- (Palmer, 2000) ⇒ Martha Palmer. (2000). “Consistent Criteria for Sense Distinctions.” In: Computers and the Humanities, 34(1-2).
Subject Headings: Word Sense
- It analyzes Verb Polymemy.
- It analyzes the effectiveness of WordNet's Verb Sense divisions.
- For example WordNet separate senses of “cut” cutting grain, trees, hair, and for separating into pieces of a concrete object.
- This paper specifically addresses the question of polysemy with respect to verbs, and whether or not the sense distinctions that are made in on-line lexical resources such as WordNet are appropriate for computational lexicons. The use of sets of related syntactic frames and verb classes are examined as a means of simplifying the task of defining different senses, and the importance of concrete criteria such as different predicate argument structures, semantic class constraints and lexical co-occurrences is emphasized.
- The difficulty of achieving adequate hand-crafted semantic representations has limited the field of natural language processing to applications that can be contained within well-defined subdomains. The only escape from this limitation will be through the use of automated or semi-automated methods of lexical acquisition. However, the field has yet to develop a clear consensus on guidelines for a computational lexicon that could provide a springboard for such methods, in spite of all of the effort on different lexicon development approaches (Mel’cuk, 1988; Pustejovsky, 1991; Nirenburg et al., 1992; Copestake and Sanfilippo, 1993; Lowe et al., 1997; Dorr, 1997). One of the most controversial areas has to do with polysemy. What constitutes a clear separation into senses for any one verb or noun, and how can these senses be computationally characterized and distinguished? The answer to this question is the key to breaking the bottleneck of semantic representation that is currently the single greatest limitation on the general application of natural language processing techniques.
- In this paper we specifically address the question of polysemy with respect to verbs, and whether or not the sense distinctions that are made in on-line dictionary resources such as WordNet (Miller, 1990; Miller and Fellbaum, 1991), are appropriate for computational lexicons. We examine the use of sets of related syntactic frames and verb classes as a means of simplifying the task of defining different senses, and we focus on the mismatches between these types of distinctions and some of the distinctions that occur in WordNet.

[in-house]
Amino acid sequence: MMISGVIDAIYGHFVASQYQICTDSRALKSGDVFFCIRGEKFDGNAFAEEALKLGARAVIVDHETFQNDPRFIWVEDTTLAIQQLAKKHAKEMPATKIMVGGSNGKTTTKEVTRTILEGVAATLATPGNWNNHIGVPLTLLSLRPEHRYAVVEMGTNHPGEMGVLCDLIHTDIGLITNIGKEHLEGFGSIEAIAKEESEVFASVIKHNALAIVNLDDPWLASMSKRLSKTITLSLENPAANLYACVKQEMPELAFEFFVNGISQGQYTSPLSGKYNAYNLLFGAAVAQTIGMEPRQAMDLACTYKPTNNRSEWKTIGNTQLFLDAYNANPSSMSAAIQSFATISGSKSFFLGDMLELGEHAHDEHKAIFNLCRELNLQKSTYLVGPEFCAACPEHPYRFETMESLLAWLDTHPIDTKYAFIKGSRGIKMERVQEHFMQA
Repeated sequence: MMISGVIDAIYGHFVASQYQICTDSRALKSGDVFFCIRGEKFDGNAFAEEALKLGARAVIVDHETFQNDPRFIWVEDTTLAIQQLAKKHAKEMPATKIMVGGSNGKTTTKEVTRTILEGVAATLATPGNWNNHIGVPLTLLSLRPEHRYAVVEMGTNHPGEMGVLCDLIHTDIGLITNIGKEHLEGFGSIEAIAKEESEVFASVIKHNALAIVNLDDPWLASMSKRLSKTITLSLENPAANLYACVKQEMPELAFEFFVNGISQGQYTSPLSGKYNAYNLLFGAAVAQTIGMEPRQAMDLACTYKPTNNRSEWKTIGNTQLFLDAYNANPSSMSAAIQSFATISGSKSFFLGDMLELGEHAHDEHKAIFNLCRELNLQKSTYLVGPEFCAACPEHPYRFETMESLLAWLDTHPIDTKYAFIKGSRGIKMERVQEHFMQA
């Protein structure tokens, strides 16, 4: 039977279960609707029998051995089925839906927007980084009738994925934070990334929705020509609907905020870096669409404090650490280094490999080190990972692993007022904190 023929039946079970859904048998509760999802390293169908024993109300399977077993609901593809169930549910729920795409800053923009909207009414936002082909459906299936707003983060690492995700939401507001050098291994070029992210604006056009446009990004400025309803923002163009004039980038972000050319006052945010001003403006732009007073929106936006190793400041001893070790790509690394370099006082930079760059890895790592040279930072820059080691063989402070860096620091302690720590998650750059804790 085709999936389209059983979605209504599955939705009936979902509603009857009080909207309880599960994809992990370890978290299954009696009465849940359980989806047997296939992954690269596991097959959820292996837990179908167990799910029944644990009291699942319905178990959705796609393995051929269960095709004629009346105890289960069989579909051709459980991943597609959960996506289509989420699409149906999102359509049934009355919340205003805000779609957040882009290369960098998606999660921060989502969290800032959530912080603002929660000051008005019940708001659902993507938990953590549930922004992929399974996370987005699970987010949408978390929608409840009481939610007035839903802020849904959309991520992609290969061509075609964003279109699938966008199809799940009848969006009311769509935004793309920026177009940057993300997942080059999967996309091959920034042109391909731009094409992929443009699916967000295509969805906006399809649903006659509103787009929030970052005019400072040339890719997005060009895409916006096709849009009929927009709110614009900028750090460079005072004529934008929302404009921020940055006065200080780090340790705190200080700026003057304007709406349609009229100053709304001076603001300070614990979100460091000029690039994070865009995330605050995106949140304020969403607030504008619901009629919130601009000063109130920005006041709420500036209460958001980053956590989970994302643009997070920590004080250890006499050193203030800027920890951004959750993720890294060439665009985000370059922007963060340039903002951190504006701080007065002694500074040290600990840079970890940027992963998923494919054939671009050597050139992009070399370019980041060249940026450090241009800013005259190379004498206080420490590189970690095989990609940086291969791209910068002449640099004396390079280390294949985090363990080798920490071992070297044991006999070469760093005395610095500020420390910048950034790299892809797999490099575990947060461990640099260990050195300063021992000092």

- It has been suggested that WordNet sense distinctions are too fine-grained and coarser senses are needed to drive the word sense disambiguation task. For instance, in defining cut, WordNet distinguishes between WN1, separating into pieces of a concrete object, WN29, cutting grain, WN30, cutting trees, and WN33, cutting hair. For many purposes, the three more specialized senses, WN29, WN30 and WN33, which all involve separation into pieces of concrete objects could be collapsed into the more coarse-grained WN1. However, when searching for articles on recent changes in hair styles, the more fine-grained WN33 would still be useful. Computational lexicons actually lend themselves readily to moving back and forth between elements of an hierarchical representation based on concrete criteria, and this type of structuring should become more prevalent. The point is that they operate most effectively in the realm of concrete criteria for sense distinctions, such as changes in argument structure, changes in sets of syntactic frames and/or changes in semantic class constraints, and lexical co-occurrences. Distinctions that are based on world knowledge, no matter how diverse, are much more problematic. We must bear this in mind in order to design a word sense disambiguation task that will also encourage rational, incremental development of computational lexicons.,